The Simplicity of God – extract from ‘God, Humanity and Christ’ Seminary module

 

The following is an extract from our Seminary Course module ‘God, Humanity and Christ’.


No truth about God checks our tendency to conceive God in our own image more than God’s simplicity.

This doctrine is the engine in the car of a healthy theology. Without simplicity, it is impossible to affirm fully or coherently all the Bible teaches about God … The simplicity of God is the most fundamental doctrinal grammar of divinity. It makes claims about God that are profound, counter-intuitive, difficult to articulate – and essential to a biblical vision of God’s perfection.

God’s simplicity is not so much an attribute of God as an attribute of his attributes. It is the recognition that God is not made up of parts. It is not that love, wisdom, power and holiness are combined together in the being of God. His attributes are not characteristics that he could or could not have. Instead they are identical to his essence. Still less does God have competing characteristics. He is not partly loving and partly holy in a way that requires him to balance the two. James Dolezal says:

The doctrine of divine simplicity teaches that (1) God is identical with his existence and his essence and (2) that each of his attributes is ontologically identical with his existence and with every other one of his attributes. There is nothing in God that is not God.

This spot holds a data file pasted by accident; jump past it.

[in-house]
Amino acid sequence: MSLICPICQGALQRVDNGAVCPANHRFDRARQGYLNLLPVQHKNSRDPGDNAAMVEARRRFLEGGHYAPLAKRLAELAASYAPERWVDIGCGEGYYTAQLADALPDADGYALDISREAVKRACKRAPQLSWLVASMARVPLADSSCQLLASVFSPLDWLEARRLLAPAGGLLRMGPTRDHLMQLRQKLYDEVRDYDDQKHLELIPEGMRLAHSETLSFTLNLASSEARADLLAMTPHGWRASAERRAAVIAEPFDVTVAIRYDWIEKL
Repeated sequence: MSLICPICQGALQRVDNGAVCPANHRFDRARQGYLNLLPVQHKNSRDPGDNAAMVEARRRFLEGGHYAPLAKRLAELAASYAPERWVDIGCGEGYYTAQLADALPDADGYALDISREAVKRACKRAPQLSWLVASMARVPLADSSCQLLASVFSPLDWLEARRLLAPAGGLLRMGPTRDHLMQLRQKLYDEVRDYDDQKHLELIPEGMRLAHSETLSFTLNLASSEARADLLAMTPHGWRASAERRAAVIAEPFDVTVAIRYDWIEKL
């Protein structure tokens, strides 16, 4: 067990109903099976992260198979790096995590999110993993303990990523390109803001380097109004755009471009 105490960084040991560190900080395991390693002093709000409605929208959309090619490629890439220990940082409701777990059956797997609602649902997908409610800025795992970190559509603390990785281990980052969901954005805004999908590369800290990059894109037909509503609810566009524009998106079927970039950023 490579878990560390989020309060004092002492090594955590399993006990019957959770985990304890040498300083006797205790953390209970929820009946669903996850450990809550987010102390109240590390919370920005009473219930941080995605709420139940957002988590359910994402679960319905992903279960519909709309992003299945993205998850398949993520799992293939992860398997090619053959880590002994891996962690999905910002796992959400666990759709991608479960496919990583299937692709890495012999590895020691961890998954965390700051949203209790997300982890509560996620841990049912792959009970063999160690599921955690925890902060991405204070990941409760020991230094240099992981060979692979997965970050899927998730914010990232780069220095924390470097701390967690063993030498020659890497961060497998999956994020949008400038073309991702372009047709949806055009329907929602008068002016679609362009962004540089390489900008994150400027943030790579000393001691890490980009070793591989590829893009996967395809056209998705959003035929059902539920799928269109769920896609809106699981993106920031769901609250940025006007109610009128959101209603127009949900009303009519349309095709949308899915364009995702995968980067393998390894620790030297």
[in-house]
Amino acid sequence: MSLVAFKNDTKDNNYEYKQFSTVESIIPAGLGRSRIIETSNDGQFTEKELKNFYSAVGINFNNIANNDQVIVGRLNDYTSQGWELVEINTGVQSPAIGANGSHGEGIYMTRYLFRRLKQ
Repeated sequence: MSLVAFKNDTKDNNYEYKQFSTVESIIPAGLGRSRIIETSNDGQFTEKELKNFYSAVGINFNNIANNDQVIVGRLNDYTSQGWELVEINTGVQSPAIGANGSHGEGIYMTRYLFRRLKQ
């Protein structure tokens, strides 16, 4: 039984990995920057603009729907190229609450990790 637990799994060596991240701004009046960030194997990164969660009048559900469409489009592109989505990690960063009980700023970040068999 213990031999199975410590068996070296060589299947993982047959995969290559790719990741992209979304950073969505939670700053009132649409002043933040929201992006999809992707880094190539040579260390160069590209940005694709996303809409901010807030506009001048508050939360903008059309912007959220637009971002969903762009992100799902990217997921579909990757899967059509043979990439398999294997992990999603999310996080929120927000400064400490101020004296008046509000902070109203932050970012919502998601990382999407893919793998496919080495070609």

Augustine says:

Those things which are essentially and truly divine are called simple, because in them quality and substance are identical, and because they are divine, or wise, or blessed in themselves, and without extraneous supplement.

The seventeenth-century Puritan theologian Stephen Charnock says:

God is the most simple being; for that which is first in nature, having nothing beyond it, cannot by any means be thought to be compounded; for whatsoever is so, depends upon the parts of whereof it is compounded, and so is not the first being: now God being infinitely simple, hath nothing in himself which is not himself, and therefore cannot will any change in himself, he being his own essence and existence.

What Charnock is saying is this.

If I make a cake, I do so by combining flour, eggs, sugar and milk. So a cake is not ‘first in nature’. It requires ingredients. But flour requires its own ingredients: sun and water acting on corn before being harvested and milled. Everything in our temporal experience is made by combining other elements (being ‘compounded’).

But God is not compounded. He is not a mix of wisdom, love, justice and power. He was not constructed by combining wisdom, love, justice and power. That would imply wisdom, love, justice and power in some way exist before or apart from him. Augustine says God is not like a cup full of liquid that could (theoretically at least) be empty. He is not a container full of love, wisdom or power. He is love, wisdom and power. So God is not a mixture of other things. He simply is. He is, in Charnock’s words, ‘his own essence and existence’ and that essence and existence is one.

 

 
Tom Olyott